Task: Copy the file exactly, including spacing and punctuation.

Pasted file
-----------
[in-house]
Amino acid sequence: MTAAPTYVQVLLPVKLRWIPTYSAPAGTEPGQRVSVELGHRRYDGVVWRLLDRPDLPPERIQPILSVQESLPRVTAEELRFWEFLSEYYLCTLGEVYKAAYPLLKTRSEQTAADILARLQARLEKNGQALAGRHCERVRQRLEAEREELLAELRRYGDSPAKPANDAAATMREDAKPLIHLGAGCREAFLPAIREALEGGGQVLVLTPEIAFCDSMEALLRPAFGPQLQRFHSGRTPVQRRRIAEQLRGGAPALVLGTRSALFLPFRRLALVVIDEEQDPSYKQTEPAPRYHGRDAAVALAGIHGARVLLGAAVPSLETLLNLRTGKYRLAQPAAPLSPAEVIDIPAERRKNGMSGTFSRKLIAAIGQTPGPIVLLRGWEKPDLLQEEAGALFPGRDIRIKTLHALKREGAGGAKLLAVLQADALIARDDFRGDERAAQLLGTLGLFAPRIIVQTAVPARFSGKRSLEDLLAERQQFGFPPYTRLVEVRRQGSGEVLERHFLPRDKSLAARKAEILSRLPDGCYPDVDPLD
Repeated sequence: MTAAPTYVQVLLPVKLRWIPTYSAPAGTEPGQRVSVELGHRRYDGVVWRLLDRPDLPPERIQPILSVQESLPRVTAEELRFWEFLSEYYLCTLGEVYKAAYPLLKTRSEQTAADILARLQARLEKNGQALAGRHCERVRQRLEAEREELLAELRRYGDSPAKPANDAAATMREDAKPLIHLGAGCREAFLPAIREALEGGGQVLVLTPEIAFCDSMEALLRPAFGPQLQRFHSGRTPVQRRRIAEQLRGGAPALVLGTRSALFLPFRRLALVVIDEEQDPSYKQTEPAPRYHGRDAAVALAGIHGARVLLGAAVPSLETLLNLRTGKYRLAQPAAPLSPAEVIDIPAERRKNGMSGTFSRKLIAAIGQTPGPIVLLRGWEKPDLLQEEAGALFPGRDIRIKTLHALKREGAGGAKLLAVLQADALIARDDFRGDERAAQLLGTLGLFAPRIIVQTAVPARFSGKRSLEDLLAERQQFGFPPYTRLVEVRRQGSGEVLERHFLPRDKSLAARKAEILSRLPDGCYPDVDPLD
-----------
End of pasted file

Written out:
[in-house]
Amino acid sequence: MTAAPTYVQVLLPVKLRWIPTYSAPAGTEPGQRVSVELGHRRYDGVVWRLLDRPDLPPERIQPILSVQESLPRVTAEELRFWEFLSEYYLCTLGEVYKAAYPLLKTRSEQTAADILARLQARLEKNGQALAGRHCERVRQRLEAEREELLAELRRYGDSPAKPANDAAATMREDAKPLIHLGAGCREAFLPAIREALEGGGQVLVLTPEIAFCDSMEALLRPAFGPQLQRFHSGRTPVQRRRIAEQLRGGAPALVLGTRSALFLPFRRLALVVIDEEQDPSYKQTEPAPRYHGRDAAVALAGIHGARVLLGAAVPSLETLLNLRTGKYRLAQPAAPLSPAEVIDIPAERRKNGMSGTFSRKLIAAIGQTPGPIVLLRGWEKPDLLQEEAGALFPGRDIRIKTLHALKREGAGGAKLLAVLQADALIARDDFRGDERAAQLLGTLGLFAPRIIVQTAVPARFSGKRSLEDLLAERQQFGFPPYTRLVEVRRQGSGEVLERHFLPRDKSLAARKAEILSRLPDGCYPDVDPLD
Repeated sequence: MTAAPTYVQVLLPVKLRWIPTYSAPAGTEPGQRVSVELGHRRYDGVVWRLLDRPDLPPERIQPILSVQESLPRVTAEELRFWEFLSEYYLCTLGEVYKAAYPLLKTRSEQTAADILARLQARLEKNGQALAGRHCERVRQRLEAEREELLAELRRYGDSPAKPANDAAATMREDAKPLIHLGAGCREAFLPAIREALEGGGQVLVLTPEIAFCDSMEALLRPAFGPQLQRFHSGRTPVQRRRIAEQLRGGAPALVLGTRSALFLPFRRLALVVIDEEQDPSYKQTEPAPRYHGRDAAVALAGIHGARVLLGAAVPSLETLLNLRTGKYRLAQPAAPLSPAEVIDIPAERRKNGMSGTFSRKLIAAIGQTPGPIVLLRGWEKPDLLQEEAGALFPGRDIRIKTLHALKREGAGGAKLLAVLQADALIARDDFRGDERAAQLLGTLGLFAPRIIVQTAVPARFSGKRSLEDLLAERQQFGFPPYTRLVEVRRQGSGEVLERHFLPRDKSLAARKAEILSRLPDGCYPDVDPLD